The customer uses stories and iterations to make his schedule. Developers use tasks. Each developer has his own velocity, measured in the same way as the team velocity. If you implemented tasks worth 10 ideal hours in the previous iteration, you can choose tasks that add up to 10 ideal hours for this iteration. Developer velocity takes into account time spent in meetings, in planning, and in pairing with other developers.
Tackle the most important and the riskiest tasks at the start of the iteration. Invest your time and energy where it’s most needed, leaving the easier tasks until the end. This will give you more time to spend implementing, integrating, and testing difficult tasks. It also tends to make the end of an iteration less stressful, in marked contrast to the crunch times that often occur in other projects.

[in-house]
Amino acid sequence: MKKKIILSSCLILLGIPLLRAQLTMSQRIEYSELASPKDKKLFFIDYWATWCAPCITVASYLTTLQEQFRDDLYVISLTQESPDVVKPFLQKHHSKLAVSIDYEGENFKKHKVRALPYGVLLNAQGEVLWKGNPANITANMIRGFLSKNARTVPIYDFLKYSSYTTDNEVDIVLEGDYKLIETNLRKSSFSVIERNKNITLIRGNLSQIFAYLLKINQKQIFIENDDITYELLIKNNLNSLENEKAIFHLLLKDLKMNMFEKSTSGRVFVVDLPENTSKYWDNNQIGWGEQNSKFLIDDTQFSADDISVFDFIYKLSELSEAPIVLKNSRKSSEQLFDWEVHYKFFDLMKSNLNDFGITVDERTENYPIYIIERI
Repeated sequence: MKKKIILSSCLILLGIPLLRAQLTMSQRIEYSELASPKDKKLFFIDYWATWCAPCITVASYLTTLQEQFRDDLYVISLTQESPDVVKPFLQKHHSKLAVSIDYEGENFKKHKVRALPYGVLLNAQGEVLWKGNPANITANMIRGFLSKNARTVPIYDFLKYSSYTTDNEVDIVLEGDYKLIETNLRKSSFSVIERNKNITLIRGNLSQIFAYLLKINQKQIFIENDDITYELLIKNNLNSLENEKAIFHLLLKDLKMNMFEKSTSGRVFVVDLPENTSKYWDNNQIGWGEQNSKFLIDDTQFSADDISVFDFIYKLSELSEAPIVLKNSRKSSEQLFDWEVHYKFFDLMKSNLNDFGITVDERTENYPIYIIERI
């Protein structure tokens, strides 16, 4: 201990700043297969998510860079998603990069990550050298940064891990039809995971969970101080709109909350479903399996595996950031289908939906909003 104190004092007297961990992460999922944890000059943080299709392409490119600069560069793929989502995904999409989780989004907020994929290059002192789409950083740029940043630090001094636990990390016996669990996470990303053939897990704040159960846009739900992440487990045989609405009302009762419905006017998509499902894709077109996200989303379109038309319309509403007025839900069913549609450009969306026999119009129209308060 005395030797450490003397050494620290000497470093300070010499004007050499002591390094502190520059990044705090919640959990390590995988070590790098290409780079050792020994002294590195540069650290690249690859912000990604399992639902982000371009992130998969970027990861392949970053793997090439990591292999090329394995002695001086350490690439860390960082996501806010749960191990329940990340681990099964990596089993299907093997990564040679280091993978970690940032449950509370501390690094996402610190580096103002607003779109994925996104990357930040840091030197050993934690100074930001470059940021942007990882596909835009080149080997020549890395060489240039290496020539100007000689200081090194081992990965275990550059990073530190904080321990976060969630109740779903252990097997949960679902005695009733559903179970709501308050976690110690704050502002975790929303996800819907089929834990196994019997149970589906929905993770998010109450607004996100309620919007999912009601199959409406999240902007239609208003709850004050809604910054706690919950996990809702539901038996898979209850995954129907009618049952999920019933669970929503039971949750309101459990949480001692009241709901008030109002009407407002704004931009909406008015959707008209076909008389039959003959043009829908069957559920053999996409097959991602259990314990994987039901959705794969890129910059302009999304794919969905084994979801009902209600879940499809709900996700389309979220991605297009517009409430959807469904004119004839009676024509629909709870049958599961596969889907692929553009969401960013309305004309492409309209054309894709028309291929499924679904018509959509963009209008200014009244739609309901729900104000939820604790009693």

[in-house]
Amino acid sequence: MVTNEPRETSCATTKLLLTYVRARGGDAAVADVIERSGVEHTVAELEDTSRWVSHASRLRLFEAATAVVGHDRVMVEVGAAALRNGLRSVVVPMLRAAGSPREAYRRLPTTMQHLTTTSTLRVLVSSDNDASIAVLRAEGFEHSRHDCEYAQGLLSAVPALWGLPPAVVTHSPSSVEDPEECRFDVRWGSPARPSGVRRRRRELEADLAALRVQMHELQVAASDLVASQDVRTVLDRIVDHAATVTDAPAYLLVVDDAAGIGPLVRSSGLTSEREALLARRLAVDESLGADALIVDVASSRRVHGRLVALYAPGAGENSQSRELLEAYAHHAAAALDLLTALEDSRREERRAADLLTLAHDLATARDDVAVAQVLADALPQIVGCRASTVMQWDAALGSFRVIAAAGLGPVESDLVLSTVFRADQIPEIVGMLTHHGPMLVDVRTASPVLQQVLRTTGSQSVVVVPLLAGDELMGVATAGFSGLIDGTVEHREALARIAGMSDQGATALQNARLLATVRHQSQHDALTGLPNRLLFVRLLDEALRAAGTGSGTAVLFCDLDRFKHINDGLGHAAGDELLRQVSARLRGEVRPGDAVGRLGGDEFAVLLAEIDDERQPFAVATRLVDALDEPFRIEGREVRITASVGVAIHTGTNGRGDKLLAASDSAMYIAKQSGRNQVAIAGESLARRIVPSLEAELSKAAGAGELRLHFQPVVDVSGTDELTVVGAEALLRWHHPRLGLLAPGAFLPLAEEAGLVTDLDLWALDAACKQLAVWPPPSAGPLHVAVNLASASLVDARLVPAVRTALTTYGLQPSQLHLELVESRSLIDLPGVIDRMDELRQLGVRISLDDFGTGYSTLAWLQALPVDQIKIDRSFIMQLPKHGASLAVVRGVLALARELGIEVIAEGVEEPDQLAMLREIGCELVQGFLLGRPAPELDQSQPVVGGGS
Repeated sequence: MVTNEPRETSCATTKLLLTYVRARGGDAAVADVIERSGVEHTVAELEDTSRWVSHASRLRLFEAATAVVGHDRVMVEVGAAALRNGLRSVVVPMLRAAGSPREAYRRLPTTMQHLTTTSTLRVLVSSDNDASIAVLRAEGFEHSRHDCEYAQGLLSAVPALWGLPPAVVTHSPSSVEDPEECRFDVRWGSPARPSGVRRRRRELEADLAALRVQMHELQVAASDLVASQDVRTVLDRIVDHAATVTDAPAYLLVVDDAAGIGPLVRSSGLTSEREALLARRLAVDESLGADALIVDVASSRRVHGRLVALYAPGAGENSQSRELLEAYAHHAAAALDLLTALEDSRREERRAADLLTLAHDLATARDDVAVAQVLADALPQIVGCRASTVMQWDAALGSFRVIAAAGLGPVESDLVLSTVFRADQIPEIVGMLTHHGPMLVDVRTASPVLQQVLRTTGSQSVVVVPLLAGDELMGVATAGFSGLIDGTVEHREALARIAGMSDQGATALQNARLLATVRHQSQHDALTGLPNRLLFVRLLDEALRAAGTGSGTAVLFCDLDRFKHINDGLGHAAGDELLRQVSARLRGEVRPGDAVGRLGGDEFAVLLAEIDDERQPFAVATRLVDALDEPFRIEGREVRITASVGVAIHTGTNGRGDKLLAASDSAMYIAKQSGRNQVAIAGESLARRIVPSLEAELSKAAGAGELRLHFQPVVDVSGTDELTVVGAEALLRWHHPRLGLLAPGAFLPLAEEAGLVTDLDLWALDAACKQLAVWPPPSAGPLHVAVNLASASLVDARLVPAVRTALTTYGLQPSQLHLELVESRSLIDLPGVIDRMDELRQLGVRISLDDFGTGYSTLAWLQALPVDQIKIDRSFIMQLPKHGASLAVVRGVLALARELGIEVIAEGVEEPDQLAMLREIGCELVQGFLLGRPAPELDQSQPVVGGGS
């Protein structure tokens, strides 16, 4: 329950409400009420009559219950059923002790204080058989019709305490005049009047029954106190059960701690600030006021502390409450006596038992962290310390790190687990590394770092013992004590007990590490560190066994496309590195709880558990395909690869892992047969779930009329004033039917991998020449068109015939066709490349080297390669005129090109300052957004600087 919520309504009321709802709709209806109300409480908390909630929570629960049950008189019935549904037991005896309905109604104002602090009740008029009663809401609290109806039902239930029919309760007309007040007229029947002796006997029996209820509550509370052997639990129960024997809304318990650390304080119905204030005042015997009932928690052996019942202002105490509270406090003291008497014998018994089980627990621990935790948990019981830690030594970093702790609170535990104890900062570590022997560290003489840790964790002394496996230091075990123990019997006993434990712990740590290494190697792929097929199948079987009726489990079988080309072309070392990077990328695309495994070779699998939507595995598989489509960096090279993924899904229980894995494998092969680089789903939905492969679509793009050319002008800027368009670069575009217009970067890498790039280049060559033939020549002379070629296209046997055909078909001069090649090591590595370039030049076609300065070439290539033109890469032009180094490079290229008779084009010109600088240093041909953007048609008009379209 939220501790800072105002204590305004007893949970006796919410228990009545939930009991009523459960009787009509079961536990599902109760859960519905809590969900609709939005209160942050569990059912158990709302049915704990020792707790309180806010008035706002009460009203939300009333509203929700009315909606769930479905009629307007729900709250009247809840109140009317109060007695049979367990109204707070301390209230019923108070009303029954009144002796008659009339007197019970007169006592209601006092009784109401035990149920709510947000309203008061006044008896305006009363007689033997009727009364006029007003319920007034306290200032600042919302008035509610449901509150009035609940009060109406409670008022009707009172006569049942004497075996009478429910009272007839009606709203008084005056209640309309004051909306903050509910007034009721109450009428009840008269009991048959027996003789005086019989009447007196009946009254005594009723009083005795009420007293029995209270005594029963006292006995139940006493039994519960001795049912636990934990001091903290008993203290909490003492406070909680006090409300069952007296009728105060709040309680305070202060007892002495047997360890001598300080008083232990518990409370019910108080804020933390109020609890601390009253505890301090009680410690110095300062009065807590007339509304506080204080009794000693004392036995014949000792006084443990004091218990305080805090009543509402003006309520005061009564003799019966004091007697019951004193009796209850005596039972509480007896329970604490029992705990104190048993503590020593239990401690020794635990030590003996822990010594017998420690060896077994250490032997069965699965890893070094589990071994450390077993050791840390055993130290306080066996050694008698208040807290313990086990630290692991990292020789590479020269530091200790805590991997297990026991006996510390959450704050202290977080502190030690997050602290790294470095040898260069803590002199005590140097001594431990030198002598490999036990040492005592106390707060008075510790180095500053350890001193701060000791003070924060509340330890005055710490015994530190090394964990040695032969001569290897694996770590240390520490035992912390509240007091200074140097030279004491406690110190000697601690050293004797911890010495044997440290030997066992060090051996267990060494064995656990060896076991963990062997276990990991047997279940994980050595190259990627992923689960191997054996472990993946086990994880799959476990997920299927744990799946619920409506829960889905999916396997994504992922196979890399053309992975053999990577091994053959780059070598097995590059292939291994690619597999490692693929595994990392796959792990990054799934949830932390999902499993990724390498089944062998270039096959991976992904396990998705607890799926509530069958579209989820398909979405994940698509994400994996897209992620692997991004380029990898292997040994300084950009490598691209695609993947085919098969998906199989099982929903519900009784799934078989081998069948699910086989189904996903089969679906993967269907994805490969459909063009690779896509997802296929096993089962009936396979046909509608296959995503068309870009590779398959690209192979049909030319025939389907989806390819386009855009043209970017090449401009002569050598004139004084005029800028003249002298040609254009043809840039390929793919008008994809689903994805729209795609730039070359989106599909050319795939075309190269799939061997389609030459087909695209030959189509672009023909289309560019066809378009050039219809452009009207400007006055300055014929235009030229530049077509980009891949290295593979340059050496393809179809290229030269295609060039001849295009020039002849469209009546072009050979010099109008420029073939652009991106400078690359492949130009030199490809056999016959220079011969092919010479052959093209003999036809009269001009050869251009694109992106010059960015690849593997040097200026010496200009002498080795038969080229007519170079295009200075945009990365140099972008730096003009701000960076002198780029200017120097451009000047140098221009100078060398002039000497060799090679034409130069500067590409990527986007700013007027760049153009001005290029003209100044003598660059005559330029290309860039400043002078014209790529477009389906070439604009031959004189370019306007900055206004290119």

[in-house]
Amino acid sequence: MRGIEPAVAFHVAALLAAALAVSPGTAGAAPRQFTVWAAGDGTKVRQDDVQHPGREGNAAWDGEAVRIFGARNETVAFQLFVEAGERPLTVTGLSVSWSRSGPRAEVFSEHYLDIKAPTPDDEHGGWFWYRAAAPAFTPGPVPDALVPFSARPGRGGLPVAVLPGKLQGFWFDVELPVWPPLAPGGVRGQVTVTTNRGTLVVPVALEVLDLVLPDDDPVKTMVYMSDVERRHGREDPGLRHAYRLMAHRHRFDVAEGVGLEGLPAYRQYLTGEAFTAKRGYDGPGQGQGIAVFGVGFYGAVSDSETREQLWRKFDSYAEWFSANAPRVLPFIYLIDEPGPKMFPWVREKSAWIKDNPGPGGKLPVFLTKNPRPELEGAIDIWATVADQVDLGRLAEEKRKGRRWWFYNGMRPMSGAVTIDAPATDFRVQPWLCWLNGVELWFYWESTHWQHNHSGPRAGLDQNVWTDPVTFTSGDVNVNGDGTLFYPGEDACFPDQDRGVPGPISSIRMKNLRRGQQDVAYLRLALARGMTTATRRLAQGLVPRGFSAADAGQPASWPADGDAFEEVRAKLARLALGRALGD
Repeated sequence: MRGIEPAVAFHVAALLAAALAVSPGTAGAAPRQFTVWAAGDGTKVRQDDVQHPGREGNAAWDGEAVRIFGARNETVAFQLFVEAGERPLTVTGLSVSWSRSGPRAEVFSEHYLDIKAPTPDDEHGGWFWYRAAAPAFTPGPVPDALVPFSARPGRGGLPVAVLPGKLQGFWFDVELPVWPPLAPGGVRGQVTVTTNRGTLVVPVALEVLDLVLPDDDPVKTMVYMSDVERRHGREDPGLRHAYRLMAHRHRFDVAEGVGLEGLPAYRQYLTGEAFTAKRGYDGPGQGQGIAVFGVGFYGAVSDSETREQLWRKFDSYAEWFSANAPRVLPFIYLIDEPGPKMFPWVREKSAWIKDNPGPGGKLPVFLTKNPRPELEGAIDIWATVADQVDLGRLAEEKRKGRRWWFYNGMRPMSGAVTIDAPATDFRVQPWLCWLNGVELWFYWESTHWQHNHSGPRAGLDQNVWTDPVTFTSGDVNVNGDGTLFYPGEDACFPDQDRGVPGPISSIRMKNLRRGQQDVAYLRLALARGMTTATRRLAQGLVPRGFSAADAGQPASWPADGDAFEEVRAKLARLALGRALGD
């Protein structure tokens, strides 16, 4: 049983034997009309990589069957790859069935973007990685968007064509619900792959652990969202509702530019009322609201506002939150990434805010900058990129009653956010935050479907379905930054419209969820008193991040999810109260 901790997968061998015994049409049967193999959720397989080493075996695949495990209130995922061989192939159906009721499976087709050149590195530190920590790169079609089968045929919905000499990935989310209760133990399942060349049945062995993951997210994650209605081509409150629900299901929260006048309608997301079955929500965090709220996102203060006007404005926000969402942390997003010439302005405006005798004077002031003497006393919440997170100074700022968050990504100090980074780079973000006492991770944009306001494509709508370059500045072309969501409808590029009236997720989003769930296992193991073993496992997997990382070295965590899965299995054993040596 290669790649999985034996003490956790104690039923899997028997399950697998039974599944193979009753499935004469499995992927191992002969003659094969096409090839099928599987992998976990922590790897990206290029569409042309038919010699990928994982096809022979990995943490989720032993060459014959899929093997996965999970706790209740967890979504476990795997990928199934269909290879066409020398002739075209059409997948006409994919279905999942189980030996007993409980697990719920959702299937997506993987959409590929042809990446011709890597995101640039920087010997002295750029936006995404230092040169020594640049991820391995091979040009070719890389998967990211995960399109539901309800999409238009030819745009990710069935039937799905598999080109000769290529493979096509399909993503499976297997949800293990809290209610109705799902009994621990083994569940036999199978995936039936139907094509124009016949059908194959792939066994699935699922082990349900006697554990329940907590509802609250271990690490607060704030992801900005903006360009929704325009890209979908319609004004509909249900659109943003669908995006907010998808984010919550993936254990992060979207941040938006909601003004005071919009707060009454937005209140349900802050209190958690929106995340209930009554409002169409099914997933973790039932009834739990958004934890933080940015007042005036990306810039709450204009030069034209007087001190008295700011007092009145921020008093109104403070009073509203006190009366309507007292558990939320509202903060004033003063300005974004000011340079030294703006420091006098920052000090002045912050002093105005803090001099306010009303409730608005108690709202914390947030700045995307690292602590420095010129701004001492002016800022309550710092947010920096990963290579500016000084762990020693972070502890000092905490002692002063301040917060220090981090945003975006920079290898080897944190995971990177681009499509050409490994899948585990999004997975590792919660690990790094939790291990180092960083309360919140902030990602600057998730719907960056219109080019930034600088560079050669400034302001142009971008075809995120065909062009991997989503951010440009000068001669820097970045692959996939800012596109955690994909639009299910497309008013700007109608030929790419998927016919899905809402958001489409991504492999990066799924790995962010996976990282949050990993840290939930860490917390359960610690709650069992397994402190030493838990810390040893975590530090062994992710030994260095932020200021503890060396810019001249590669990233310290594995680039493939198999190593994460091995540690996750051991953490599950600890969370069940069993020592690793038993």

How you choose tasks is less important than working on just one task at a time. Some teams prefer to dole out tasks during iteration planning, having each developer estimate his own tasks. Some teams estimate tasks as a team, having developers sign up for tasks at the end of the planning meeting. Still other teams have each developer choose one task at the start of an iteration. The remaining cards go on the whiteboard and developers choose from the stack as they finish.
Every developer should spend as much time pairing on one of his tasks as he spends pairing on another developer’s tasks. Because tasks are short, it’s easy to form and reform pairs ...